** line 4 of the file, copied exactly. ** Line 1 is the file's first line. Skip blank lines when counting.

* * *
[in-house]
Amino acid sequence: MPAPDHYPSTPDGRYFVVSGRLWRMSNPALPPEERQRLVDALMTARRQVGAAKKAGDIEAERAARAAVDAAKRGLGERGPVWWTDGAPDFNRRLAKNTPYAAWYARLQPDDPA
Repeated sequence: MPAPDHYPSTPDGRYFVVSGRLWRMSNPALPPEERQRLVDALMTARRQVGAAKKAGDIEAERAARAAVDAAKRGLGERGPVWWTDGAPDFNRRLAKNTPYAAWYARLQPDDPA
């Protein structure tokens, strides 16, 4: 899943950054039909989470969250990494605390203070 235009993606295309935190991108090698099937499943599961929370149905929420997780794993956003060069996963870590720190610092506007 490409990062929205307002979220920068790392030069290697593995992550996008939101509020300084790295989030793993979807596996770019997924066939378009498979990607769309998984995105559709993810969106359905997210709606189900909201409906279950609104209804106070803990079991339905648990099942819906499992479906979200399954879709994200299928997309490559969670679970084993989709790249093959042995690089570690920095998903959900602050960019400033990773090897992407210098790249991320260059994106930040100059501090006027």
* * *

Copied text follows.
């Protein structure tokens, strides 16, 4: 899943950054039909989470969250990494605390203070 235009993606295309935190991108090698099937499943599961929370149905929420997780794993956003060069996963870590720190610092506007 490409990062929205307002979220920068790392030069290697593995992550996008939101509020300084790295989030793993979807596996770019997924066939378009498979990607769309998984995105559709993810969106359905997210709606189900909201409906279950609104209804106070803990079991339905648990099942819906499992479906979200399954879709994200299928997309490559969670679970084993989709790249093959042995690089570690920095998903959900602050960019400033990773090897992407210098790249991320260059994106930040100059501090006027």